SACRAMENTO, Calif. -- California Gov. Gavin Newsom and the state's top two legislative leaders pledged Monday to pay off 80% of most people's unpaid rent that has piled up during the coronavirus pandemic — but only if landlords agree to forgive the other 20%.
The proposal, which must be approved by the Legislature, could wipe out potentially billions of dollars in debt hanging over renters in the nation's most populous state by using federal relief money to compel landlords to forgive debt. It also would extend a law scheduled to expire next Monday that bans landlords from evicting people as long as they pay at least 25% of their rent.
But housing advocates worry the plan gives landlords too much power to decide what happens to their tenants' debt. If landlords refuse to forgive the debt, the state will only pay 25% of their unpaid rent to ensure their tenants qualify for the law preventing evictions through at least June 30. But there appears to be no recourse for tenants whose landlords don't take the deal.
“This really sort of puts the ball into the landlords' court in a way that we're not quite happy with,” said Cynthia Castillo, policy advocate for the Western Center on Law and Poverty. “It does the urgent work of extending the (eviction) moratorium, which we were very concerned about."
Landlords aren't happy with everything in the bill, either. But the California Apartment Association, which represents owners, investors, developers and managers of rental homes and apartment complexes, said the most important part “is the payment of dollars for rent that is owed.”
“Without this money, many landlords are at risk of losing their rental units," said Debra Carlton, the association's executive vice president of state public affairs.
The plan would cover unpaid rent between April 2020 and March 2021. Landlords would get more money to cover 25% of rent due from April to June.
California has lost 1.4 million jobs over the past year because of the pandemic, according to the state's latest employment survey. It's processed more than 19 million claims for unemployment insurance, paying out more than $114 billion in benefits.
But it's been difficult to track how that economic turmoil has affected housing. In October, the Federal Reserve Bank of Philadelphia estimated that California renters had compiled $1.7 billion in unpaid rent. This month, the nonpartisan Legislative Analyst's Office said the increase and extension of federal unemployment benefits had reduced that to $400 million, accounting for just 2% of all renters.
California housing advocates dispute that figure, with the Bay Area Equity Atlas and Housing NOW! California estimating as many as 1.1 million households were behind on their rent in December, facing an estimated $3.6 billion in debt.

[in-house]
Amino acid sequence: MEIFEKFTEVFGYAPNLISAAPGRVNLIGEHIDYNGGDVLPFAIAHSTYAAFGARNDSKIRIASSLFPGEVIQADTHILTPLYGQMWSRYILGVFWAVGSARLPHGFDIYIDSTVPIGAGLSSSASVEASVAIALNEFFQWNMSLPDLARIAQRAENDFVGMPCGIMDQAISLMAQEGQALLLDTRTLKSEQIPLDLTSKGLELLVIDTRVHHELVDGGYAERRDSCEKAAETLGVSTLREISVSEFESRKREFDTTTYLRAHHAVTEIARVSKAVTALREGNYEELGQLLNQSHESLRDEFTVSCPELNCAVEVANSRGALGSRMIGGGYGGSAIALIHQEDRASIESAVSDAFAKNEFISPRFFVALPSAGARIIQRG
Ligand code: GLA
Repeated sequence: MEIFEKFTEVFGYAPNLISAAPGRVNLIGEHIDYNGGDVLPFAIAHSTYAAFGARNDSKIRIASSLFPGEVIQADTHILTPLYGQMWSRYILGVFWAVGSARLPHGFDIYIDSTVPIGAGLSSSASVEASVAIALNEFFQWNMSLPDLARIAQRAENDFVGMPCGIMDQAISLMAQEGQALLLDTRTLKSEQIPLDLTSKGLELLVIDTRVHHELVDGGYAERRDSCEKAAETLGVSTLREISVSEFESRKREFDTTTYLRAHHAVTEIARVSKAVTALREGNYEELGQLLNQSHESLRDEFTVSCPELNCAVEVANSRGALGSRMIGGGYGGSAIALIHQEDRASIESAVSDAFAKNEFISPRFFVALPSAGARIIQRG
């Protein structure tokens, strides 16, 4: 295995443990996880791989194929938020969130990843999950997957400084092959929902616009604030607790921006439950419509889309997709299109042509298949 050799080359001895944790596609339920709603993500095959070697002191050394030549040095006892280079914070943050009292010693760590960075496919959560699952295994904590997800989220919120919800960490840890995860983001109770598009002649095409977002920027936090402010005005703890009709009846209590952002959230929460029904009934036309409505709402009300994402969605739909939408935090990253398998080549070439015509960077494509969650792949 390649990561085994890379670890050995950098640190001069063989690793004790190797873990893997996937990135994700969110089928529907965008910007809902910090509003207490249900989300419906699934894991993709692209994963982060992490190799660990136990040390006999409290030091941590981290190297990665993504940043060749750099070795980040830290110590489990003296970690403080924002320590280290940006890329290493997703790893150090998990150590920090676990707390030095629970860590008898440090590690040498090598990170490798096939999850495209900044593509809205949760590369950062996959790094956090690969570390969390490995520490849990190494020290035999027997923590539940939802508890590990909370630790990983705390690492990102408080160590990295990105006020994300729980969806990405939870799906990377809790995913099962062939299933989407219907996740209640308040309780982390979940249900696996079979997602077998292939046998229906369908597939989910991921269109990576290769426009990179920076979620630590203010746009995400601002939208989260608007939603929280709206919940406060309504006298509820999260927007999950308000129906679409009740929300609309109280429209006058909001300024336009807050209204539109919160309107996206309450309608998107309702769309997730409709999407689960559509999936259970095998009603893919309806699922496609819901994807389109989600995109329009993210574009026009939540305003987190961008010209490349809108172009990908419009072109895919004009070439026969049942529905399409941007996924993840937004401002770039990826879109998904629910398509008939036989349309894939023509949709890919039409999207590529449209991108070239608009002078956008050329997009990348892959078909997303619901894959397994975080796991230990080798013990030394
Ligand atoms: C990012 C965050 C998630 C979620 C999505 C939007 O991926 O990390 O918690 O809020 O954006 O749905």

Meanwhile, a survey by the State Water Resources Control Board found 1.6 million residential water customers, or 12% of all households, haven't paid their bills, creating a debt of $1 billion.
The proposal announced Monday is California's first major attempt at paying back those debts. The state would pay for the program by using $2.6 billion in federal rent relief money from the most recent coronavirus rescue package. About $1.5 billion goes to the state, while the other $1.1 billion goes to cities and counties with populations of at least 200,000.
The state can't tell cities and counties how to spend that money. But the legislation would give them an incentive to send it back to the state and let them operate the program. California hopes some smaller cities and counties will choose that option because they don't have experience with complex federal spending requirements.
The agreement is between Newsom, Assembly Speaker Anthony Rendon and Senate President Pro Tem Toni Atkins — all Democrats. The state Legislature, which is dominated by Democrats, is scheduled to vote on the bill Thursday,
In a statement, the three leaders said the proposal “maintains California’s COVID eviction protections as the strongest statewide rules in the nation.”
Assemblyman David Chiu, a Democrat from San Francisco, said it was “troubling” that the amount of debt renters will have paid off is “determined solely by the cooperation of their landlord.” But he praised the proposal for extending “critical eviction protections through the end of June.”
“I expect there will be a need to revisit this legislation to address gaps and provide relief to additional tenants,” Chiu said.
The federal money can only be spent on households whose income is 80% or less of the area median income. It prioritizes relief for households at 50% or less of the median income and those unemployed for at least three months.
State Sen. Scott Wiener, a San Francisco Democrat and chairman of the Senate Housing Committee, fears the proposal will leave some tenants out. He also worried the Newsom administration might bungle distribution of the money, “given California's logistical problems during the pandemic” with unemployment benefits and vaccines.
But Wiener said the state “must pass this proposal by the end of the week to avoid mass evictions.”
“This proposal is a step toward the critical goals of housing stability and economic and health recovery,” he said.